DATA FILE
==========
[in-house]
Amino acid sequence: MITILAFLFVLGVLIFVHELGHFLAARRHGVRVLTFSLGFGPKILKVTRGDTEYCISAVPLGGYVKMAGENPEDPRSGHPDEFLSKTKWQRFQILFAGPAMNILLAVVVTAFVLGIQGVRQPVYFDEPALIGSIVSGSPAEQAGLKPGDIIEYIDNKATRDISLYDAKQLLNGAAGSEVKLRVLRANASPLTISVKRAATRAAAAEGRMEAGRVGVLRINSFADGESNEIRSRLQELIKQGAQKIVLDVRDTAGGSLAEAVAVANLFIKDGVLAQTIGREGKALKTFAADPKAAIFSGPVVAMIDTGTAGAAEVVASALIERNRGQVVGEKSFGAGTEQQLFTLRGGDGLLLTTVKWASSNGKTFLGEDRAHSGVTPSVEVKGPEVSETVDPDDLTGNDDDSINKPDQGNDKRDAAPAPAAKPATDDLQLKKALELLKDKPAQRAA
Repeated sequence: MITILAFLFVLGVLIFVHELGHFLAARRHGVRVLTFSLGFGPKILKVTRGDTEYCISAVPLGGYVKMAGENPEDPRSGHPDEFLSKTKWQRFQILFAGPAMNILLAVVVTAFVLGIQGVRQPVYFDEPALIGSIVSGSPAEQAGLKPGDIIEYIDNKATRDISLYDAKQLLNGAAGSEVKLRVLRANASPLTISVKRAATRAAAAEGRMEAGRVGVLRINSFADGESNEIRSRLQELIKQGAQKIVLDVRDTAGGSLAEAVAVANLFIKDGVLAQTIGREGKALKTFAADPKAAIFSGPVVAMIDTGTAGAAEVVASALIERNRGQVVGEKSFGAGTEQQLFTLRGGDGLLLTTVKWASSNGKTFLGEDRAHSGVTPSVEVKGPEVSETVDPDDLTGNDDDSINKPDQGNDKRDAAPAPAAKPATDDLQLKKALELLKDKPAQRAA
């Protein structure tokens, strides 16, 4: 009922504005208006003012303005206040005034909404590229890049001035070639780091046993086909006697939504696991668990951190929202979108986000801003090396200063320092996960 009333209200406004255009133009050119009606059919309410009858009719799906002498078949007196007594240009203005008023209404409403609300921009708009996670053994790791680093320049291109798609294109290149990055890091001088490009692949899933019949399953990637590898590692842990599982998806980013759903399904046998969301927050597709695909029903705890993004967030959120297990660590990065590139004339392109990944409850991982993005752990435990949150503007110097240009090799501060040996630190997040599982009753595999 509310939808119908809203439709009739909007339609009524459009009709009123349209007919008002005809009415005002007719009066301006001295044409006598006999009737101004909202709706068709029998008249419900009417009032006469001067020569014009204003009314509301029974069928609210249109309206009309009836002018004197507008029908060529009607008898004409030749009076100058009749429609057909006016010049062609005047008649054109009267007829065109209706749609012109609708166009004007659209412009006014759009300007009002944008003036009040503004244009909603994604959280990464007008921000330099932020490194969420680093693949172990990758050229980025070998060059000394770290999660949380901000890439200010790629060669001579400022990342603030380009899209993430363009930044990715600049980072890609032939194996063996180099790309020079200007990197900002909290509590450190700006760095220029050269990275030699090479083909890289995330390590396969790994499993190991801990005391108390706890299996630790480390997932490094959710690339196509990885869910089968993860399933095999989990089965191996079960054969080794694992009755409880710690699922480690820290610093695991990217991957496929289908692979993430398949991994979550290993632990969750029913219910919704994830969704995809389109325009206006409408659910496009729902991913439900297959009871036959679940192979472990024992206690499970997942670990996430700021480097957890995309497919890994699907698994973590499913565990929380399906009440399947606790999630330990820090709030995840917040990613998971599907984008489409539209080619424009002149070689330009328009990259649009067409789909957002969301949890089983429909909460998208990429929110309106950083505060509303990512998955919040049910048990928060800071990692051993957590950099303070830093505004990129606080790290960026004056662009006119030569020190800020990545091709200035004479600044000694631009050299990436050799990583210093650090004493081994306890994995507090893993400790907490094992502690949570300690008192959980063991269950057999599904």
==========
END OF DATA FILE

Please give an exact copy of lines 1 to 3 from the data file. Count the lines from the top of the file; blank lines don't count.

[in-house]
Amino acid sequence: MITILAFLFVLGVLIFVHELGHFLAARRHGVRVLTFSLGFGPKILKVTRGDTEYCISAVPLGGYVKMAGENPEDPRSGHPDEFLSKTKWQRFQILFAGPAMNILLAVVVTAFVLGIQGVRQPVYFDEPALIGSIVSGSPAEQAGLKPGDIIEYIDNKATRDISLYDAKQLLNGAAGSEVKLRVLRANASPLTISVKRAATRAAAAEGRMEAGRVGVLRINSFADGESNEIRSRLQELIKQGAQKIVLDVRDTAGGSLAEAVAVANLFIKDGVLAQTIGREGKALKTFAADPKAAIFSGPVVAMIDTGTAGAAEVVASALIERNRGQVVGEKSFGAGTEQQLFTLRGGDGLLLTTVKWASSNGKTFLGEDRAHSGVTPSVEVKGPEVSETVDPDDLTGNDDDSINKPDQGNDKRDAAPAPAAKPATDDLQLKKALELLKDKPAQRAA
Repeated sequence: MITILAFLFVLGVLIFVHELGHFLAARRHGVRVLTFSLGFGPKILKVTRGDTEYCISAVPLGGYVKMAGENPEDPRSGHPDEFLSKTKWQRFQILFAGPAMNILLAVVVTAFVLGIQGVRQPVYFDEPALIGSIVSGSPAEQAGLKPGDIIEYIDNKATRDISLYDAKQLLNGAAGSEVKLRVLRANASPLTISVKRAATRAAAAEGRMEAGRVGVLRINSFADGESNEIRSRLQELIKQGAQKIVLDVRDTAGGSLAEAVAVANLFIKDGVLAQTIGREGKALKTFAADPKAAIFSGPVVAMIDTGTAGAAEVVASALIERNRGQVVGEKSFGAGTEQQLFTLRGGDGLLLTTVKWASSNGKTFLGEDRAHSGVTPSVEVKGPEVSETVDPDDLTGNDDDSINKPDQGNDKRDAAPAPAAKPATDDLQLKKALELLKDKPAQRAA